The annual report on college readiness issued by the American College Testing Program shows that for the first time in history, young women, on average, scored higher than men on the ACT college entrance examination. On the ACT scoring scale of 1 to 36, the average score of women was 21.1, compared to 21.0 for men.

Women With Bulimia Have Different Neural Reactions When They Are Shown Pictures of Food

Women With Bulimia Have Different Neural Reactions When They Are Shown Pictures of Food

Brain scans of women bulimics showed decreased blood flow in the precuneus, the area of the brain responsible for self-reflection, when the women were shown pictures of high-sugar and high-fat foods. Women without bulimia had increased blood flow to the same neural region when shown the identical photographs.

Study Finds That the 35 Highest-Paid Employees of the University of California Are All Men

Study Finds That the 35 Highest-Paid Employees of the University of California Are All Men

An analysis of state records conducted by the Sacramento Bee newspaper found that of the 35 people employed by the University of California System who make more than $1 million annually, all 35 are men.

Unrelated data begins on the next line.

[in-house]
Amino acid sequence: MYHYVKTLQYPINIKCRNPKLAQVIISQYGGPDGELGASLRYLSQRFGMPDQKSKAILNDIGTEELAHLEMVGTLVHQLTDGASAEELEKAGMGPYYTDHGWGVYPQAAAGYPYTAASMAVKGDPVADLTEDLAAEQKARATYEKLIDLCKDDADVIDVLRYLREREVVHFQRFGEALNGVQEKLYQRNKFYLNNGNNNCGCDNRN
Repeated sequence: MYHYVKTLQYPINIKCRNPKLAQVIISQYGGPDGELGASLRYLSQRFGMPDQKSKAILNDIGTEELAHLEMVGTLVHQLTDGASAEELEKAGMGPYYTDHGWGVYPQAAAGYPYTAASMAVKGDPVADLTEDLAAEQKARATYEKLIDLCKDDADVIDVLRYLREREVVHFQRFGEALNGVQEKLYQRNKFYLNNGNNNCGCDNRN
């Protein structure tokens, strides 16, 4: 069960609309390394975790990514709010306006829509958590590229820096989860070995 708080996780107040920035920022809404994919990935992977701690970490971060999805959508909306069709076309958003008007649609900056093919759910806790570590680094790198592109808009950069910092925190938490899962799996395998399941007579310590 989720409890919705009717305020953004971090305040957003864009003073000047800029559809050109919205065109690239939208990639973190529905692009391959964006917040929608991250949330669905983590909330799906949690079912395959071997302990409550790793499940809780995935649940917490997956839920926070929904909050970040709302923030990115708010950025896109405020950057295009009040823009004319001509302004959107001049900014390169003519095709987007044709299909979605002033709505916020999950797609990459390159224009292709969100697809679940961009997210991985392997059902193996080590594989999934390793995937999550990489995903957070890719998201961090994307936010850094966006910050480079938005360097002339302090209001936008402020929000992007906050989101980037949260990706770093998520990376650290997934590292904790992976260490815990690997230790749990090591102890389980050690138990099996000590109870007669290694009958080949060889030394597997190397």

How "Marrying Down" Impacts the Standard of Living of Educated Women

How “Marrying Down” Impacts the Standard of Living of Educated Women

Although women have greatly increased their earnings power through higher education, the overall standard of living for women in married-couple families has not increased because many women are “marrying down” with husbands who are less educated and who earn less money than themselves.

University of Wisconsin-Milwaukee Study Seeks to End Racial Disparity in Breast Cancer Survival Rates

University of Wisconsin-Milwaukee Study Seeks to End Racial Disparity in Breast Cancer Survival Rates